A 65-year-old female with hypertension and hyperlipidemia develops substernal chest pressure with dyspnea. Physical exam is notable for the following:
12-lead electrocardiogram reveals the following:
What is the most likely mechanism of this patient’s dyspnea?a. Pulmonary embolism
Correct Answer: B
The patient presents with a clinical syndrome suggestive of an acute coronary syndrome (ACS). The 12-lead electrocardiogram demonstrates most notably ST segment depressions in the right precordial leads (V1-V3) with prominent R-waves. These findings could suggest a posterior myocardial infarction versus anterior subendocardial ischemia. The presence of prominent R-waves is suspicious for posterior pathologic Qwaves and makes the ST segment depressions more suggestive of infarction. Posterior leads, placed alongside the inferior border of the left scapula (at the same horizontal level as V6), could also be obtained to confirm suspicion of a transmural infarct. Portable echocardiography can be considered to clarify the diagnosis of ST elevation myocardial infarction (STEMI). Early recognition and revascularization are key to managing a posterior STEMI.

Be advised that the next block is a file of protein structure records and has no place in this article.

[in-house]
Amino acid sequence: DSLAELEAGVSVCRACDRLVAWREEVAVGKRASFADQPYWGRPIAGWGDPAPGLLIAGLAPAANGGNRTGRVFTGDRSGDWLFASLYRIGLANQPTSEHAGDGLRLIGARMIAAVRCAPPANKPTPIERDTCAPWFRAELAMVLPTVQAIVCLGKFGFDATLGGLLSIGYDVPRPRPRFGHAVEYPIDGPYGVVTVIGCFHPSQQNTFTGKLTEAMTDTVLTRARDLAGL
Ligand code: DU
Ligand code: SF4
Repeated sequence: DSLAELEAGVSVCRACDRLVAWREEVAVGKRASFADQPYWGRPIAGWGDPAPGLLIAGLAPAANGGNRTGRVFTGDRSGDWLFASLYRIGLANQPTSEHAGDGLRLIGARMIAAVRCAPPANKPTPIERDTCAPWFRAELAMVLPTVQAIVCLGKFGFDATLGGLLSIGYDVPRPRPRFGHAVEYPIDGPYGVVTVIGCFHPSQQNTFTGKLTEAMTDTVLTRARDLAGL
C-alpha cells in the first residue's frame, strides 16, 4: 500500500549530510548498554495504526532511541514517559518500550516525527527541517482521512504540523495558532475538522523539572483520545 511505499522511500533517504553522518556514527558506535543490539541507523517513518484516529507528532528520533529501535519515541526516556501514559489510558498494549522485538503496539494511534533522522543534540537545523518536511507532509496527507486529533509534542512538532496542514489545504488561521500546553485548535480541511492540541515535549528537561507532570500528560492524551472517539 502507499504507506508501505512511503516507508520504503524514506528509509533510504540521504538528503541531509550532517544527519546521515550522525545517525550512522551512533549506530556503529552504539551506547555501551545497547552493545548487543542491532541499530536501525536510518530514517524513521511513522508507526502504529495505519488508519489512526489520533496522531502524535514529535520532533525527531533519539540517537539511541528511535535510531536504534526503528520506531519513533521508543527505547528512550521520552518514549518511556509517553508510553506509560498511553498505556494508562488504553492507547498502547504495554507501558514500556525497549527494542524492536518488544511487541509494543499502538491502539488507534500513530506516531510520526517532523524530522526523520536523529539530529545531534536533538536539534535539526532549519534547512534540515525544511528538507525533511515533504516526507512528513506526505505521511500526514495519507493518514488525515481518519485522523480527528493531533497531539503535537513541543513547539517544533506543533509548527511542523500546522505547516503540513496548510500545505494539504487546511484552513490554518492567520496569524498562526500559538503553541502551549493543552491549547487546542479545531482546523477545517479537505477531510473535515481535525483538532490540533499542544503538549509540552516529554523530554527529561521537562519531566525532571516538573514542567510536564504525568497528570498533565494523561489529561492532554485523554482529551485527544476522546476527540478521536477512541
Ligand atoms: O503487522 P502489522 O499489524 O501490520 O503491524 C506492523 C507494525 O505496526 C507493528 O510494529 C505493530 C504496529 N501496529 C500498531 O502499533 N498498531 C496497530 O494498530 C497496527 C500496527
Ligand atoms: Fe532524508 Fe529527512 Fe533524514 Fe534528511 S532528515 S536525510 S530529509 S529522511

The mitral valve has two papillary muscles. The anterolateral papillary muscle receives dual blood supply from the left anterior descending artery and the left circumflex. The posteromedial papillary muscle is supplied only by the posterior descending artery which in most patients branches off the right coronary artery. In posterior myocardial infarctions, attention should be paid to the increased risk of papillary muscle ischemia leading to acute mitral regurgitation. Clinical exam may reveal a holosystolic murmur at the left sternal border with pulmonary edema that corroborates the diagnosis. A murmur, however, may not be heard in up to 50% of cases.